Each subcommittee worked independently, with reporting duties vis-à-vis the ISC plenary, and based on a constant dialogue with the stakeholders in the competitions. Above all the athletes’ views and preferences guided the subcommittee members in their efforts to give the contests the acceptable format and to author sensible rules. Not too many other factors were considered – and rightfully so at this stage. Spectator appeal and a format being more or less mediagenic had been mere afterthoughts initially.

This changed when the ISC proposed parachuting and skydiving events to feature as Olympic Demonstration Sport in the Games of the XXV Olympiad Barcelona 1992. Trying to put together an attractive program for the spectators in attendance as well as for television audiences around the world, the delegates were challenged and launched on a steep learning curve. First, it was a matter of presenting the proposed events convincingly to the approximately 100 members of the Barcelona 1992 Organizing Committee (COOB 92). While they were – in their majority – quite knowledgeable about sports in general, they were blissfully ignorant about the air sport that was pitched to them through different channels.


Then the ISC had to convince the Olympic broadcasters of the merits of stunning aerial action imagery to be obtained predictably by covering the events in question. And last but not least, the public at large had to be brought up to speed on what certainly was the most technical sport by far of the four aspiring to feature in Barcelona 1992 (Basque Pelota. Roller Hockey, Taekwondo and Parachuting/Skydiving).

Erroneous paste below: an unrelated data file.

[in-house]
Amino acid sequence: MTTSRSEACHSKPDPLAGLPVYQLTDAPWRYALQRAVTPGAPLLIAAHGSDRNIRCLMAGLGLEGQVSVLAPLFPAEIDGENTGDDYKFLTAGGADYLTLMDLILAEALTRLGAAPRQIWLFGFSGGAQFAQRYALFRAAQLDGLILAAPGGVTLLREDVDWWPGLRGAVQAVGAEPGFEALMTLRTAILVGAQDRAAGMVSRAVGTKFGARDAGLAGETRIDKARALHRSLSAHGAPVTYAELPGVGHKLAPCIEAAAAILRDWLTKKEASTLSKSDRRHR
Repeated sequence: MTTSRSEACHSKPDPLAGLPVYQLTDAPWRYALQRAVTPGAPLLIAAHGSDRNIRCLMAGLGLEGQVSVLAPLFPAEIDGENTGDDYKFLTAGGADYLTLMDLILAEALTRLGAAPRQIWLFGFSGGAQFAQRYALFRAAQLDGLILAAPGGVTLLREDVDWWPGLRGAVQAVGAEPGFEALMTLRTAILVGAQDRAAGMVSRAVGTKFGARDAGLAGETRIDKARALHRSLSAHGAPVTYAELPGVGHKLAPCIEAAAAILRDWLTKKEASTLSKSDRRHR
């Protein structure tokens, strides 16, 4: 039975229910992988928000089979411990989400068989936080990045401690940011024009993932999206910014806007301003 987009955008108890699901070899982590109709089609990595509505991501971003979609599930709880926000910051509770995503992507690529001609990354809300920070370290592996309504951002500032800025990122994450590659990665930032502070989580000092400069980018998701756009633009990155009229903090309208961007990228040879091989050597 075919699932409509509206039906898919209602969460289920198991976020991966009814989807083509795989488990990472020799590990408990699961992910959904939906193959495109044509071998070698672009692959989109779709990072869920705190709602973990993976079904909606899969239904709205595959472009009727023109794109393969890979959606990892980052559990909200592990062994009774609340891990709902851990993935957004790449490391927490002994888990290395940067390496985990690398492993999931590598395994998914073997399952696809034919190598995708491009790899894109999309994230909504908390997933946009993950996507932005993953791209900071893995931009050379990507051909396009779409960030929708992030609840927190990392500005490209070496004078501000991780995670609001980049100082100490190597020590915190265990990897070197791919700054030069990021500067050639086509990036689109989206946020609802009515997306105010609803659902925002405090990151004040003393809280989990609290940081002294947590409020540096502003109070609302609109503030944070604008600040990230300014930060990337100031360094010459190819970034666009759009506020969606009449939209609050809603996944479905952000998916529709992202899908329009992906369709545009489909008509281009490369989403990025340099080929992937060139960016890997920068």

It all looked fairly convincing on paper, when Dr. Uwe Beckmann presented Pasqual Maragall, the Mayor of Barcelona and the COOB 92 President, with an advance copy of the document “A Modern Air Sport’s Bid to Become Olympic Demonstration Sport” in early 1987. Forever optimists, the movers of the bid were thoroughly convinced that they would be able to make the strongest case for inclusion in 1992 by excelling four years earlier, in September 1988. The Seoul Olympic Skydiving Exhibition did more than live up to the highest expectations and provided the sport with unmatched visibility. It also gave the ISC the momentum necessary to refine some of its products further.


The coordination between +/- 70 parachutists/skydivers performing in a live display of three events for 10 minutes had been extremely difficult. An assessment that should allow to extrapolate the complexity of running top-level competitions simultaneously in four or even more events over several days, involving 200 or more athletes .


The 1989 World Meet in Relative Work in Empuriabrava, Spain, with 30+ nations participating in 4-way arguably the biggest to date, ran concurrently with the Spanish Masters in Accuracy Landing and 4-Way Canopy Relative Work. The event also premiered the live transmission of a video signal off the freefall cameramen to multiple screens set up in the landing zone.


1989 FAI World Championships of Relative Work | Empuriabrava | By © Garry Gnapp

The legendary William H. Ottley, a longstanding delegate to the ISC, wrote about it in the Parachutist magazine (December 1989): “The next step, which seems just around the corner, is to accept instantaneous air-to-ground video judging and at the same time project the transmission live onto the huge TV screens which are becoming more and more a part of major stadiums. Then you could have a three-part script with real spectator appeal: high altitude freefall shown on the big screen; canopy relative work into the stadium; and turf-surfing landings in front of the crowd.“ A great visionary WHO was!


Read up on the work of an ISC Subcommittee in an article by Eilif Ness, IPC/FAI President.